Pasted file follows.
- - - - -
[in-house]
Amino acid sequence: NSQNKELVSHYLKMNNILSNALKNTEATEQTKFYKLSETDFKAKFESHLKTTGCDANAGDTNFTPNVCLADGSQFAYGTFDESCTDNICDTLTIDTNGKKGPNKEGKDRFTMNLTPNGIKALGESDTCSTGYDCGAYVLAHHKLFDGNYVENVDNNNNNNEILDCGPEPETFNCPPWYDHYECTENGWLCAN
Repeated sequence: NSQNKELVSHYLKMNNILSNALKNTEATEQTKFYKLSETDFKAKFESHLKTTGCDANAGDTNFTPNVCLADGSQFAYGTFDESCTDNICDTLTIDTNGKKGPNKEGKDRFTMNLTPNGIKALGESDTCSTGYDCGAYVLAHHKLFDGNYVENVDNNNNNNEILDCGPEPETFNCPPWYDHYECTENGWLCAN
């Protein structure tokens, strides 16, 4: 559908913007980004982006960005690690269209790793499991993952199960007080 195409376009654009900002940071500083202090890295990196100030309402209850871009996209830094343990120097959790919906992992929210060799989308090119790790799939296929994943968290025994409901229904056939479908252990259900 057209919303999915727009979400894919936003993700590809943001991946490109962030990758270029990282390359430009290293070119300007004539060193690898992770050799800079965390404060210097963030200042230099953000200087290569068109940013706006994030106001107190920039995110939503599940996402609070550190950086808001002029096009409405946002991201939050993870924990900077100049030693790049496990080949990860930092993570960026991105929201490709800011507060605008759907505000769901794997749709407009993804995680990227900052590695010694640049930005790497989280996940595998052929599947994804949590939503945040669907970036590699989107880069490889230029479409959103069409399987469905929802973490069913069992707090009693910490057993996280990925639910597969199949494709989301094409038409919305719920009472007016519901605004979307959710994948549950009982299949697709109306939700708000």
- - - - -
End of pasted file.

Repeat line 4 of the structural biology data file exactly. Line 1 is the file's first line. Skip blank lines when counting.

């Protein structure tokens, strides 16, 4: 559908913007980004982006960005690690269209790793499991993952199960007080 195409376009654009900002940071500083202090890295990196100030309402209850871009996209830094343990120097959790919906992992929210060799989308090119790790799939296929994943968290025994409901229904056939479908252990259900 057209919303999915727009979400894919936003993700590809943001991946490109962030990758270029990282390359430009290293070119300007004539060193690898992770050799800079965390404060210097963030200042230099953000200087290569068109940013706006994030106001107190920039995110939503599940996402609070550190950086808001002029096009409405946002991201939050993870924990900077100049030693790049496990080949990860930092993570960026991105929201490709800011507060605008759907505000769901794997749709407009993804995680990227900052590695010694640049930005790497989280996940595998052929599947994804949590939503945040669907970036590699989107880069490889230029479409959103069409399987469905929802973490069913069992707090009693910490057993996280990925639910597969199949494709989301094409038409919305719920009472007016519901605004979307959710994948549950009982299949697709109306939700708000």